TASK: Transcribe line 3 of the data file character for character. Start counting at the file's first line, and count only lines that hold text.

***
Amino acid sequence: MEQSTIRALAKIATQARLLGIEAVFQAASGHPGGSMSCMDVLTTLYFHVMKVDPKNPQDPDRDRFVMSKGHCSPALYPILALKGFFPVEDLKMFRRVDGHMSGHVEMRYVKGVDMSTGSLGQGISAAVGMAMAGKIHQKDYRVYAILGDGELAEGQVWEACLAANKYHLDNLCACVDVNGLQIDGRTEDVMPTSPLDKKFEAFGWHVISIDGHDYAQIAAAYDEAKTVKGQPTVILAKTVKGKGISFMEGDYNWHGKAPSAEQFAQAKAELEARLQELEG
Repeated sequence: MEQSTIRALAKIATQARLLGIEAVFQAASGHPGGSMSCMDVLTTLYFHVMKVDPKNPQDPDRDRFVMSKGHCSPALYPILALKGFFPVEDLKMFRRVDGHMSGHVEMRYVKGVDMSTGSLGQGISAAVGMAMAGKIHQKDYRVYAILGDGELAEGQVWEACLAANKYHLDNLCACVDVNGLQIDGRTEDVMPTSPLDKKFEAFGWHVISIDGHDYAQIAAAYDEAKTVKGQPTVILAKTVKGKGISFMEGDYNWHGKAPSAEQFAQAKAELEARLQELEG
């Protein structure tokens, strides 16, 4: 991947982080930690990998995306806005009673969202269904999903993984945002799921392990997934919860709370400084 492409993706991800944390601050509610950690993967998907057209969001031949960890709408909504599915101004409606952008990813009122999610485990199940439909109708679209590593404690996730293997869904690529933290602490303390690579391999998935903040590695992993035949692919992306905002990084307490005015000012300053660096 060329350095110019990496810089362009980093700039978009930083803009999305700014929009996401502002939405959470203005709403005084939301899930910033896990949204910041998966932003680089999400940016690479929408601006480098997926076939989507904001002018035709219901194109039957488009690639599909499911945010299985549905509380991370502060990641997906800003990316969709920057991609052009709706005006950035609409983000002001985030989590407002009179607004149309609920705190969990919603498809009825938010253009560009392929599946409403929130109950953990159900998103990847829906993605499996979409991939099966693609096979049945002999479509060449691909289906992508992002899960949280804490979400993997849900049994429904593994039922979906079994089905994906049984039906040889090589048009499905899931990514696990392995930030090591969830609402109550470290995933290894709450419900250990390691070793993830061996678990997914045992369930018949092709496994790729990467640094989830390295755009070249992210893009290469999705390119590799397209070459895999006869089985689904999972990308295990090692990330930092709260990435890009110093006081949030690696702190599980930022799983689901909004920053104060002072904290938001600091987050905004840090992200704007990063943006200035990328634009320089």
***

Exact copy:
């Protein structure tokens, strides 16, 4: 991947982080930690990998995306806005009673969202269904999903993984945002799921392990997934919860709370400084 492409993706991800944390601050509610950690993967998907057209969001031949960890709408909504599915101004409606952008990813009122999610485990199940439909109708679209590593404690996730293997869904690529933290602490303390690579391999998935903040590695992993035949692919992306905002990084307490005015000012300053660096 060329350095110019990496810089362009980093700039978009930083803009999305700014929009996401502002939405959470203005709403005084939301899930910033896990949204910041998966932003680089999400940016690479929408601006480098997926076939989507904001002018035709219901194109039957488009690639599909499911945010299985549905509380991370502060990641997906800003990316969709920057991609052009709706005006950035609409983000002001985030989590407002009179607004149309609920705190969990919603498809009825938010253009560009392929599946409403929130109950953990159900998103990847829906993605499996979409991939099966693609096979049945002999479509060449691909289906992508992002899960949280804490979400993997849900049994429904593994039922979906079994089905994906049984039906040889090589048009499905899931990514696990392995930030090591969830609402109550470290995933290894709450419900250990390691070793993830061996678990997914045992369930018949092709496994790729990467640094989830390295755009070249992210893009290469999705390119590799397209070459895999006869089985689904999972990308295990090692990330930092709260990435890009110093006081949030690696702190599980930022799983689901909004920053104060002072904290938001600091987050905004840090992200704007990063943006200035990328634009320089």